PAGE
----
Jobs and the Future of Work

Why successful companies don’t hire star employees

A man rides on an escalator at a building at a business district in Tokyo, Japan, February 29, 2016.

Image: REUTERS/Yuya Shino

Peter Vanham
Previously, Deputy Head of Media at World Economic Forum. Executive Editor, Fortune
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It’s the latest buzz in business: to be a successful company these days, you need to attract and retain so-called “rock star” employees: highly talented, high performing, ambitious young professionals.

There’s only one problem with that hype, authors Charles Duhigg and Adam Grant remind us in their latest books: it doesn’t work. The real rock star companies aren’t those with rock star employees. It’s those with highly committed, one-company men and women.

It seems a bit counter-intuitive at first, both Duhigg and Grant admit in their respective books, Smarter, Faster, Better and Originals. Research from the first dotcom era indicated there are broadly five types of companies: those with a “star culture” with rock star employees, those with an engineering culture, those with a bureaucratic or authoritarian culture, and finally those with a so-called commitment culture. The latter, Duhigg clarifies, are like a throwback to a corporate culture from times past, where men and women remain at the same company for their entire careers.

When sociologists James Barron and Michael Hannan, who led the study, looked at the success rate over time, they found an odd result. While rock star employees often helped their companies reach success in terms of an initial public offering, as often they led a company to its demise.

“Putting all the smartest people in the same room could yield vast influence and wealth,” Duhigg explains. “But unexpectedly, star firms also failed in record numbers. They were less likely to make it to an IPO […] and they were often beset by internal rivalries […] because everyone wants to be a star.”

But there was one blueprint far superior to the others, Grant says: commitment. “When founders had a commitment blueprint, the failure rate was zero,” he wrote. The reason for that remarkable result was that the founders of such companies focused on finding people with a cultural fit over skills and potential. They also worked to build strong emotional bonds, rather than giving autonomy and challenging tasks, which was the case for star blueprint companies. It was a recipe for long-term success. Or as Grant summarized it: skills and stars are fleeting, commitment lasts.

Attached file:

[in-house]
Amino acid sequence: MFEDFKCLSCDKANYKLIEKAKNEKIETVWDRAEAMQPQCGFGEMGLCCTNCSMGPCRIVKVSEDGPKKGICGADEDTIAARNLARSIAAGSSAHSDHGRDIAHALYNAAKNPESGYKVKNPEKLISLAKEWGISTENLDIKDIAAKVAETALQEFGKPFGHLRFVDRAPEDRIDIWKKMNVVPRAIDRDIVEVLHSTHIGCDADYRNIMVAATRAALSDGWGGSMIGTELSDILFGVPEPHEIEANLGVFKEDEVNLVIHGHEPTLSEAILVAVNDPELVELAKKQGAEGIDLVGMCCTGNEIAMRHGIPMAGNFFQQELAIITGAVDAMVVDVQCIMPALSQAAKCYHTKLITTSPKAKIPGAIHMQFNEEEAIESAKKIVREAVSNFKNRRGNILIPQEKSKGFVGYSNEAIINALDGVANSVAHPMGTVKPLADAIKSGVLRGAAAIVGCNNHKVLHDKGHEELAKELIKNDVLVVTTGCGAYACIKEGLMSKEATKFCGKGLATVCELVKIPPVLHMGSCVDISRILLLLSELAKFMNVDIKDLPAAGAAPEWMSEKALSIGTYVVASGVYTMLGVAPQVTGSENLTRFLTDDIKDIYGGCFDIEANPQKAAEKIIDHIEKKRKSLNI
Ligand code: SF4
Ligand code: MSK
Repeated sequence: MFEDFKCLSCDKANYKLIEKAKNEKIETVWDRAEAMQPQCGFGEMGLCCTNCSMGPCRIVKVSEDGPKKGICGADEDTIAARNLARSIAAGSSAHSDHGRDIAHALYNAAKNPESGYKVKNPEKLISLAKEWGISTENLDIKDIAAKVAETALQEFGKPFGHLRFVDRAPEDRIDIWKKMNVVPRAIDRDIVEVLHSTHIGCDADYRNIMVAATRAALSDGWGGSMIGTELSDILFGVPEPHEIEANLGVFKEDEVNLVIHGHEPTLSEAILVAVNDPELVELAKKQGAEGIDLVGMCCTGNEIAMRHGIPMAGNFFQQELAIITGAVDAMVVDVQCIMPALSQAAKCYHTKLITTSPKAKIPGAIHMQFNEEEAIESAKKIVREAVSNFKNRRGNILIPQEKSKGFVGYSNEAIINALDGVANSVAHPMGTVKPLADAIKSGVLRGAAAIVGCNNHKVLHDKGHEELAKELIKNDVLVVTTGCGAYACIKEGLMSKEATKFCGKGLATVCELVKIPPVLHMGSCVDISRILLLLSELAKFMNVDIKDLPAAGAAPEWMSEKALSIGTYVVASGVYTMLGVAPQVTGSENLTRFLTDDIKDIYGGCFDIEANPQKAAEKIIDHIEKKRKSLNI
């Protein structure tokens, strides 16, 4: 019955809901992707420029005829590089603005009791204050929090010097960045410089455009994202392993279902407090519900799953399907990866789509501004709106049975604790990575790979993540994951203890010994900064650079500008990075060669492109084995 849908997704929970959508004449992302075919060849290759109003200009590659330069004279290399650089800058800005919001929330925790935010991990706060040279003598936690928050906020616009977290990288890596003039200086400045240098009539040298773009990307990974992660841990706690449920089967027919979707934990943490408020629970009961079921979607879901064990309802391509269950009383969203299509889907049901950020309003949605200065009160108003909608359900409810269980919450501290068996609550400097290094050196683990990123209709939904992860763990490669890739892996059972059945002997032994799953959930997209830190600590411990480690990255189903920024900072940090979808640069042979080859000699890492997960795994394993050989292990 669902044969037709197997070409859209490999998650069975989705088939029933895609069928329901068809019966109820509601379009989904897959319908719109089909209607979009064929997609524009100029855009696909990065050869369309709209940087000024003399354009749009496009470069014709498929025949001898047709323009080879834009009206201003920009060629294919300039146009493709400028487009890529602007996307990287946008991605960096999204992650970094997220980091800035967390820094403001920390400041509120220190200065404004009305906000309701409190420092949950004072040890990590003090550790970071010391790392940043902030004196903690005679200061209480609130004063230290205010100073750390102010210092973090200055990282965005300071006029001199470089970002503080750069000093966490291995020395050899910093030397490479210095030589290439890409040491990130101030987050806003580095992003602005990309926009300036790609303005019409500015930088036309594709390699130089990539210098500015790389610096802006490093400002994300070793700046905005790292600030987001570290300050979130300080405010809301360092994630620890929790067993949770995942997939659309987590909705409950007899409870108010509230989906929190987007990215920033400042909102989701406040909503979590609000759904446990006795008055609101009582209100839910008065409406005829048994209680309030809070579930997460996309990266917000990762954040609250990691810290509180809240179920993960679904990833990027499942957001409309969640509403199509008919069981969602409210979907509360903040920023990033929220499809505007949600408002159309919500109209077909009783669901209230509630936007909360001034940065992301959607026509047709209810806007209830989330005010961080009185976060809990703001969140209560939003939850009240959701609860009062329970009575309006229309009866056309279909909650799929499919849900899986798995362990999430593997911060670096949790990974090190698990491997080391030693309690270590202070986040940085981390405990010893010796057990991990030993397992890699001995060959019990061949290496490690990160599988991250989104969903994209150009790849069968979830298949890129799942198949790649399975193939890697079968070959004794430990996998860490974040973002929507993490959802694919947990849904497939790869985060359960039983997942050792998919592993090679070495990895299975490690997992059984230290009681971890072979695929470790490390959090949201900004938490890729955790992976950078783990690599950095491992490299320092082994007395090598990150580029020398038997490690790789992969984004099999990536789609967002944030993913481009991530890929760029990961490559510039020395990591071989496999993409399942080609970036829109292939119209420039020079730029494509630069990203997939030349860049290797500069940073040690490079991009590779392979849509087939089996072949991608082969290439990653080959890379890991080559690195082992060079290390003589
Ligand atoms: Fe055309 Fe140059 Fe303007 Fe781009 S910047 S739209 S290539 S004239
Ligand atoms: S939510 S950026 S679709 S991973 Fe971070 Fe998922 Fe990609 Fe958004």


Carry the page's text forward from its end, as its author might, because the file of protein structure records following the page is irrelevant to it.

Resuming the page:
If companies want be successful today, they might thus do well to foster an age-old corporate culture: that of the one-company men and women. To obtain such a culture among employees anno 2016, Duhigg advises, companies should invest heavily in training, avoid layoffs whenever possible, and offer generous maternity and paternity leave, daycare programmes and home office. Those strategies won’t pay off in the short run, as they can be hard to implement and costly, but they work over the long term.

The benefits are legion, Duhigg says. In commitment cultures, a sense of trust emerges among workers, managers and customers. Employees are motivated to work harder and to stick together through the inevitable setback a company faces. And ultimately, a commitment culture also results in higher levels of teamwork and a higher psychological safety, increasing productivity and limiting absenteeism and people leaving the firm.

But for all the benefits of a commitment blueprint, the model also carries one potentially lethal shortcoming, Grant warns: a mono-culture. As an example, he points to Polaroid, a company that carefully and successfully fostered a commitment culture among its employees, but almost went bankrupt when the digital revolution took place. Even though digitization was known to Polaroid as early as 1980, the company and its employees dismissed it could ever replace printed photos. The company’s founder had built a well-oiled, well-run company of committed employees, but they had also become a mono-culture blind to outside forces disrupting their industry.

That evolution is not limited to Polaroid, Grant suggests. Based on work of psychologist Benjamin Schneider, he concludes that “companies tend to become more homogeneous over time”, and that that is especially true for commitment-driven companies. “As they attract, socialize and retain similar people, they effectively weed out diversity in thoughts and values.”

To overcome that possibly lethal hurdle, Grant proposes companies find ways to keep in dissenting opinions, even if that feels awkward. “Dissenting opinions are useful even if they’re wrong,” he says, because disrupting consensus encourages group members to engage in divergent thinking. Combining a highly committed culture with one with dissenting employees is possible, he says, because group bonding is not affected by dissenting opinions. People can respectfully disagree, and still be highly loyal to each other and their company.

In all, it remains an intriguing thought: if you want to build a successful company, you should not attract the biggest rock stars. A loyal orchestra of employees will perform better – provided there is a dissenting tone every once in a while, to keep everyone focused.

Adam Grant is a World Economic Forum Young Global Leader and a professor in the Global Leadership Fellows Programme. His book Originals is on sale now. Charles Duhigg is a New York Times columnist and author of Smarter, Faster, Better, on sale now. This post is part of a leadership series from the World Economic Forum's Global Leadership Fellows programme.

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